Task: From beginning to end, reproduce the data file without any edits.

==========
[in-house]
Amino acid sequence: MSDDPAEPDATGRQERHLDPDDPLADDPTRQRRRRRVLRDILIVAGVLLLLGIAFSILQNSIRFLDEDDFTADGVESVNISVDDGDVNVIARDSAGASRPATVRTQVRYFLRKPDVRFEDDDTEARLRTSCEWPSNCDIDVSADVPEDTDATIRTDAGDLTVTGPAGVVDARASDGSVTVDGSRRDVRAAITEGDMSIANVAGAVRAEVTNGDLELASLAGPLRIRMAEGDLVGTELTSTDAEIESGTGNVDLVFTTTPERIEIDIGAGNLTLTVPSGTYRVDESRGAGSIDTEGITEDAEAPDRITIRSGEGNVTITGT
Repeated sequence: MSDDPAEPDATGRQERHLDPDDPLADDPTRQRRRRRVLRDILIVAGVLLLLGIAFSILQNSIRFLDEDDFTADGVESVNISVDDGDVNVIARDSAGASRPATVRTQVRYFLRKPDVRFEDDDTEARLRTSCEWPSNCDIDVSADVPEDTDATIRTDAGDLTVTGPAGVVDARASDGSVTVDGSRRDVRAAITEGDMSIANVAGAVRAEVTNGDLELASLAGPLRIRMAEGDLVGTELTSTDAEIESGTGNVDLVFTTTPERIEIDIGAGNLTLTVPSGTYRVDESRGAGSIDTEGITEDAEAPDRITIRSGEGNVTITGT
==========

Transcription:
[in-house]
Amino acid sequence: MSDDPAEPDATGRQERHLDPDDPLADDPTRQRRRRRVLRDILIVAGVLLLLGIAFSILQNSIRFLDEDDFTADGVESVNISVDDGDVNVIARDSAGASRPATVRTQVRYFLRKPDVRFEDDDTEARLRTSCEWPSNCDIDVSADVPEDTDATIRTDAGDLTVTGPAGVVDARASDGSVTVDGSRRDVRAAITEGDMSIANVAGAVRAEVTNGDLELASLAGPLRIRMAEGDLVGTELTSTDAEIESGTGNVDLVFTTTPERIEIDIGAGNLTLTVPSGTYRVDESRGAGSIDTEGITEDAEAPDRITIRSGEGNVTITGT
Repeated sequence: MSDDPAEPDATGRQERHLDPDDPLADDPTRQRRRRRVLRDILIVAGVLLLLGIAFSILQNSIRFLDEDDFTADGVESVNISVDDGDVNVIARDSAGASRPATVRTQVRYFLRKPDVRFEDDDTEARLRTSCEWPSNCDIDVSADVPEDTDATIRTDAGDLTVTGPAGVVDARASDGSVTVDGSRRDVRAAITEGDMSIANVAGAVRAEVTNGDLELASLAGPLRIRMAEGDLVGTELTSTDAEIESGTGNVDLVFTTTPERIEIDIGAGNLTLTVPSGTYRVDESRGAGSIDTEGITEDAEAPDRITIRSGEGNVTITGT